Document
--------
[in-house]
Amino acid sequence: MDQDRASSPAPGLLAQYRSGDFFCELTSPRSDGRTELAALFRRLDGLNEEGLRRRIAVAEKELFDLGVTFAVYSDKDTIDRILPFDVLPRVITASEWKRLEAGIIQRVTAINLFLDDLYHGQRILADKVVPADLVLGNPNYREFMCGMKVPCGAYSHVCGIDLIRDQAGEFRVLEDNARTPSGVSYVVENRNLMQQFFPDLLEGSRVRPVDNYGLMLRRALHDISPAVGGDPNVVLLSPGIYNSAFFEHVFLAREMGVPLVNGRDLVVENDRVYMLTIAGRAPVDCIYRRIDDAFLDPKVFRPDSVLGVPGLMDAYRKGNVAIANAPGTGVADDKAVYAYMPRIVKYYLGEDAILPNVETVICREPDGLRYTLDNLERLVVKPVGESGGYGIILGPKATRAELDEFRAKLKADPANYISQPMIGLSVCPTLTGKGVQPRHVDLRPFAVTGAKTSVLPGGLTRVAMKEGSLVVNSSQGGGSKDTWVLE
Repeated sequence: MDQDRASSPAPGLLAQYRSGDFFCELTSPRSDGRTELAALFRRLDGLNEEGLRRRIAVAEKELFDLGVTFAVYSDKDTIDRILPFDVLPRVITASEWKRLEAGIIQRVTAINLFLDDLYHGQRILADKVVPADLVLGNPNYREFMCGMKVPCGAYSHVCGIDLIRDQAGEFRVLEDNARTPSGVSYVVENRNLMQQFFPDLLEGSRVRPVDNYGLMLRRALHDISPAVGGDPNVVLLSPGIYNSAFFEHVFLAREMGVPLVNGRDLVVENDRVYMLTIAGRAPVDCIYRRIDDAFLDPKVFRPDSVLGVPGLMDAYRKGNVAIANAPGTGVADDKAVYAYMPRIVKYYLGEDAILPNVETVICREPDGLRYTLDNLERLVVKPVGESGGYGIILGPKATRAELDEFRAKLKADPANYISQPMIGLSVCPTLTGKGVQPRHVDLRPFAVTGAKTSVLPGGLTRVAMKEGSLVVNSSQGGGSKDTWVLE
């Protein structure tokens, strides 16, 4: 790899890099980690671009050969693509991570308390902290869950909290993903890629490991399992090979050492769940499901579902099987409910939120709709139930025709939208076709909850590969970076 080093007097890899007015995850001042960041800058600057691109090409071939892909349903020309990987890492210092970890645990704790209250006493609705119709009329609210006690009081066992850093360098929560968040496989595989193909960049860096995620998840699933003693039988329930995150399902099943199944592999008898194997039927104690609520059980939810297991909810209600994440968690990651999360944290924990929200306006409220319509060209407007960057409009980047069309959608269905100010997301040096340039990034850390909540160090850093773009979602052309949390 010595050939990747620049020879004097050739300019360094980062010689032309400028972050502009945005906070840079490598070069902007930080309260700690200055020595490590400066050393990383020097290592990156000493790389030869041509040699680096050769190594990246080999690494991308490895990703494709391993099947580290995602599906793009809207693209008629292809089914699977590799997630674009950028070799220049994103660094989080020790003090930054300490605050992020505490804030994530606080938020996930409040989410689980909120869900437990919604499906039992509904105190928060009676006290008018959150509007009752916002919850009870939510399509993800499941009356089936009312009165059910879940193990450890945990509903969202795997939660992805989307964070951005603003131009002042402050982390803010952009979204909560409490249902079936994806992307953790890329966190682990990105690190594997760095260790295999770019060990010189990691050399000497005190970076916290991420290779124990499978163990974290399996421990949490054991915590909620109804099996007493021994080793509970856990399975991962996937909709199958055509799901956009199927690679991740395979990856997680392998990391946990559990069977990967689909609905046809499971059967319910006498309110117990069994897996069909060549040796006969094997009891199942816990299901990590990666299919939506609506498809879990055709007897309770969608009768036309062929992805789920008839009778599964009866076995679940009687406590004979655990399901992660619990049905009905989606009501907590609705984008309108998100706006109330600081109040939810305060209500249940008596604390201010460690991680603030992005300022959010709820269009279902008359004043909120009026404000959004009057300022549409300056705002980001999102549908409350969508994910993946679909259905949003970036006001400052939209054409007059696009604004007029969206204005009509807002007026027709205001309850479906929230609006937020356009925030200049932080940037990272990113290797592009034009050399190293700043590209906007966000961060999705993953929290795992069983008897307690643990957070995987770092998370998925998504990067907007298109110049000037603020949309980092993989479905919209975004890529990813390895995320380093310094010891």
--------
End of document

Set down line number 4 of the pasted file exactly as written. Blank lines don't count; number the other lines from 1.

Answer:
């Protein structure tokens, strides 16, 4: 790899890099980690671009050969693509991570308390902290869950909290993903890629490991399992090979050492769940499901579902099987409910939120709709139930025709939208076709909850590969970076 080093007097890899007015995850001042960041800058600057691109090409071939892909349903020309990987890492210092970890645990704790209250006493609705119709009329609210006690009081066992850093360098929560968040496989595989193909960049860096995620998840699933003693039988329930995150399902099943199944592999008898194997039927104690609520059980939810297991909810209600994440968690990651999360944290924990929200306006409220319509060209407007960057409009980047069309959608269905100010997301040096340039990034850390909540160090850093773009979602052309949390 010595050939990747620049020879004097050739300019360094980062010689032309400028972050502009945005906070840079490598070069902007930080309260700690200055020595490590400066050393990383020097290592990156000493790389030869041509040699680096050769190594990246080999690494991308490895990703494709391993099947580290995602599906793009809207693209008629292809089914699977590799997630674009950028070799220049994103660094989080020790003090930054300490605050992020505490804030994530606080938020996930409040989410689980909120869900437990919604499906039992509904105190928060009676006290008018959150509007009752916002919850009870939510399509993800499941009356089936009312009165059910879940193990450890945990509903969202795997939660992805989307964070951005603003131009002042402050982390803010952009979204909560409490249902079936994806992307953790890329966190682990990105690190594997760095260790295999770019060990010189990691050399000497005190970076916290991420290779124990499978163990974290399996421990949490054991915590909620109804099996007493021994080793509970856990399975991962996937909709199958055509799901956009199927690679991740395979990856997680392998990391946990559990069977990967689909609905046809499971059967319910006498309110117990069994897996069909060549040796006969094997009891199942816990299901990590990666299919939506609506498809879990055709007897309770969608009768036309062929992805789920008839009778599964009866076995679940009687406590004979655990399901992660619990049905009905989606009501907590609705984008309108998100706006109330600081109040939810305060209500249940008596604390201010460690991680603030992005300022959010709820269009279902008359004043909120009026404000959004009057300022549409300056705002980001999102549908409350969508994910993946679909259905949003970036006001400052939209054409007059696009604004007029969206204005009509807002007026027709205001309850479906929230609006937020356009925030200049932080940037990272990113290797592009034009050399190293700043590209906007966000961060999705993953929290795992069983008897307690643990957070995987770092998370998925998504990067907007298109110049000037603020949309980092993989479905919209975004890529990813390895995320380093310094010891």